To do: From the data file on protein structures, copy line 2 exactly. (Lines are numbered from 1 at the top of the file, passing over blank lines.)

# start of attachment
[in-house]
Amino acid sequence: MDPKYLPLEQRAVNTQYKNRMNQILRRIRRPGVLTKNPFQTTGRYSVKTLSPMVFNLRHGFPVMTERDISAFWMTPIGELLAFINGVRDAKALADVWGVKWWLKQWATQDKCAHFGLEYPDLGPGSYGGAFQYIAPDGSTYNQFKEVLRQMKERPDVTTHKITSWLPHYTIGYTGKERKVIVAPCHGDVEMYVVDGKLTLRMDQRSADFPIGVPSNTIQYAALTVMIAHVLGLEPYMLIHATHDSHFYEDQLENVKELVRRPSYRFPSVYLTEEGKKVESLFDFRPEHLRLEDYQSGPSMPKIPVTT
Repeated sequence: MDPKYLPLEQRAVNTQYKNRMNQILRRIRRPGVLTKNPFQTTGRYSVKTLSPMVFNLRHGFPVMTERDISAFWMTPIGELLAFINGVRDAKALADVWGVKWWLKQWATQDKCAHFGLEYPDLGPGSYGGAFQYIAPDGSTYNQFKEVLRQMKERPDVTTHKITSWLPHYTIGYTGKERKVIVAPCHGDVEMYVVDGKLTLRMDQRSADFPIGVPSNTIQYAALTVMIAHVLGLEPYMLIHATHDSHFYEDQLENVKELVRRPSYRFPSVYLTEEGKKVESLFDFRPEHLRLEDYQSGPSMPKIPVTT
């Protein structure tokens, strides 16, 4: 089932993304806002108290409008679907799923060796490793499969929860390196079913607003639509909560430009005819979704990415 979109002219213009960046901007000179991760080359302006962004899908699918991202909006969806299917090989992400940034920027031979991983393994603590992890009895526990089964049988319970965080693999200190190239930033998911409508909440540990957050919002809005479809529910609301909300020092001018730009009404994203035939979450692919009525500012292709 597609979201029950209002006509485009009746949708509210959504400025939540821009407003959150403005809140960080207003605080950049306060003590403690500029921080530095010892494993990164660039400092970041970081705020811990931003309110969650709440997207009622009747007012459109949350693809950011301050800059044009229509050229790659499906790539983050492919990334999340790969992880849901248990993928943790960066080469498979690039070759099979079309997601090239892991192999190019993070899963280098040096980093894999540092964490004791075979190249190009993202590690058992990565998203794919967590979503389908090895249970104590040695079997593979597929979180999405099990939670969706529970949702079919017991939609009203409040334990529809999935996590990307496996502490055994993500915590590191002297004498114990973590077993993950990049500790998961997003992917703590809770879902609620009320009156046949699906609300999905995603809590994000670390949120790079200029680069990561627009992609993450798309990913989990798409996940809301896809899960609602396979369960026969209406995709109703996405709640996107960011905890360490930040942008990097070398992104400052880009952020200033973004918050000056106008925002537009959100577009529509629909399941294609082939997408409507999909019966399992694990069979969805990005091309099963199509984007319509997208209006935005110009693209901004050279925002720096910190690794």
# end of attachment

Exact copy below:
Amino acid sequence: MDPKYLPLEQRAVNTQYKNRMNQILRRIRRPGVLTKNPFQTTGRYSVKTLSPMVFNLRHGFPVMTERDISAFWMTPIGELLAFINGVRDAKALADVWGVKWWLKQWATQDKCAHFGLEYPDLGPGSYGGAFQYIAPDGSTYNQFKEVLRQMKERPDVTTHKITSWLPHYTIGYTGKERKVIVAPCHGDVEMYVVDGKLTLRMDQRSADFPIGVPSNTIQYAALTVMIAHVLGLEPYMLIHATHDSHFYEDQLENVKELVRRPSYRFPSVYLTEEGKKVESLFDFRPEHLRLEDYQSGPSMPKIPVTT